Putin drops South Stream gas pipeline to EU, courts Turkey
By Darya Korsunskaya
ANKARA (Reuters) - Russia on Monday scrapped the South Stream pipeline project to supply gas to southern Europe without crossing Ukraine, citing EU objections, and instead named Turkey as its preferred partner for an alternative pipeline, with a promise of hefty discounts.
The EU, at loggerheads with Moscow over Ukraine, and keen to reduce its energy dependence on Russia, had objected to the $40 billion South Stream pipeline, which was to enter the EU via Bulgaria, on competition grounds.
The proposed undersea pipeline to Turkey, with an annual capacity of 63 billion cubic metres (bcm), more than four times Turkey's annual purchases from Russia, would face no such problems. Russia offered to combine it with a gas hub at the EU's southeastern edge, the Turkish-Greek border, to supply southern Europe.
Alexei Miller, the chief executive of Russia's state-controlled gas exporter Gazprom, told reporters in Ankara, where he was on a one-day visit with President Vladimir Putin, that South Stream was "closed. This is it".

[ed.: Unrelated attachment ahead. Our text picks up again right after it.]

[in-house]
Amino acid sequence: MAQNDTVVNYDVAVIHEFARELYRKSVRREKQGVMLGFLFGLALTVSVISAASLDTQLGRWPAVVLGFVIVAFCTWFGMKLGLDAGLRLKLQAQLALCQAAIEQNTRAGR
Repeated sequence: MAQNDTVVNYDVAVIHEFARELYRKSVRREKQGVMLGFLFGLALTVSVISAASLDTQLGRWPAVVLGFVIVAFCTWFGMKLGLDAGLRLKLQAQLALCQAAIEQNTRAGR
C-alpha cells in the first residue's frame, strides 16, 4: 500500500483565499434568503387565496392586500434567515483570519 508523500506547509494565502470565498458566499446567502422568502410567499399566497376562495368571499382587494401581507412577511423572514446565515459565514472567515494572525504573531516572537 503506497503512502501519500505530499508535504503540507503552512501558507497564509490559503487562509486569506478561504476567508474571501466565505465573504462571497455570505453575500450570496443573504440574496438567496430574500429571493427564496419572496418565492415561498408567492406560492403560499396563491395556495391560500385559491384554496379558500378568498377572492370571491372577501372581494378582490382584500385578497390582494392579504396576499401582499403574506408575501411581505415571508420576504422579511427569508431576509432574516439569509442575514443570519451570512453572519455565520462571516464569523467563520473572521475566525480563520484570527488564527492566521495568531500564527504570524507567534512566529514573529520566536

Putin accused the EU of denying Bulgaria, heavily dependent on Russian gas, its sovereign rights, and said that blocking the project "is against Europe's economic interests and is causing damage".
He announced that Russia would grant Turkey a 6 percent discount on its gas imports from Russia for next year, supplying it with 3 bcm more than this year.
Miller said Gazprom had signed a memorandum of understanding with Turkey's Botas on the pipeline under the Black Sea to Turkey.
But the plan remains at an early stage. Russian Energy Minister Alexander Novak said that "energy ministers and companies (on both sides) were ordered to look into these proposals in detail ... It is hard to assess the costs, financial mechanisms, terms of fulfilment for now." Continued...